Degree Type

Thesis

Date of Award

2012

Degree Name

Master of Science

Department

Agricultural and Biosystems Engineering

Major

Agricultural and Biosystems Engineering

First Advisor

Matthew Darr

Abstract

In the past, optimizing the efficiency of crop production focused on one single machine. Today, machine manufacturer's focus has shifted to optimizing the performance of a complete field operation through coordinated machine operations.

The focus of this project was on the harvest operation, where resource usage is typically the highest. With modern grain harvest systems, combine operators often unload grain while continuing to harvest crop (unloading-on-the-go). In order to achieve this, the combine operator must coordinate machine speed and placement with the grain cart operator for accurate placement of grain into the cart. The combine operator manages on/off control of the unloading auger with in-cab controls as the well as the placement of the grain by changing the speed of the combine relative to the cart.

This project developed an autonomous machine positioning system that controlled the relative position of a combine to a grain cart during unloading-on-the-go. This was achieved by developing a control model which made small adjustments to the ground speed of the combine to achieve relative position shifts.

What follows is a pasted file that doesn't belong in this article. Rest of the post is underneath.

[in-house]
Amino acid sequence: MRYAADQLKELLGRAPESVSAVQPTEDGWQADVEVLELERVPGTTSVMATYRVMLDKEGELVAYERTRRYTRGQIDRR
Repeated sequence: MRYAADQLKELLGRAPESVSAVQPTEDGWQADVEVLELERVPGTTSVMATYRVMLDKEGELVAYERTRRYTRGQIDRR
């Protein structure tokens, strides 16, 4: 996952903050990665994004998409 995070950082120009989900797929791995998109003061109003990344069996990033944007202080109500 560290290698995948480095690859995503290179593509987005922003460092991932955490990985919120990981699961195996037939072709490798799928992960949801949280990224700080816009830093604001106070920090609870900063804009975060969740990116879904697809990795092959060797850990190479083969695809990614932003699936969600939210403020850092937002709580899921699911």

The control system was able to consistently achieve the desired accuracy of ±40 cm while limiting the differential engine loading due to position shifts to less than 10% of the rated engine power. In addition, the system was tuned to make position shifts at a similar rate as that of an operator during traditional operation.

Analysis was performed on the step response characteristics of the system across treatment factors of ground speed, allowable range of speed, and engine load. The results showed a statistically insignificant impact of ground speed and engine load, while range of speed did have a statistically significant impact on response time.

This result of this project was a system that allowed the combine operator to completely remove attention from the combine's relative positioning to the grain cart during a grain unloading cycle.

DOI

https://doi.org/10.31274/etd-180810-5485

Copyright Owner

Alex Jon Nykamp

Language

en

File Format

application/pdf

File Size

79 pages

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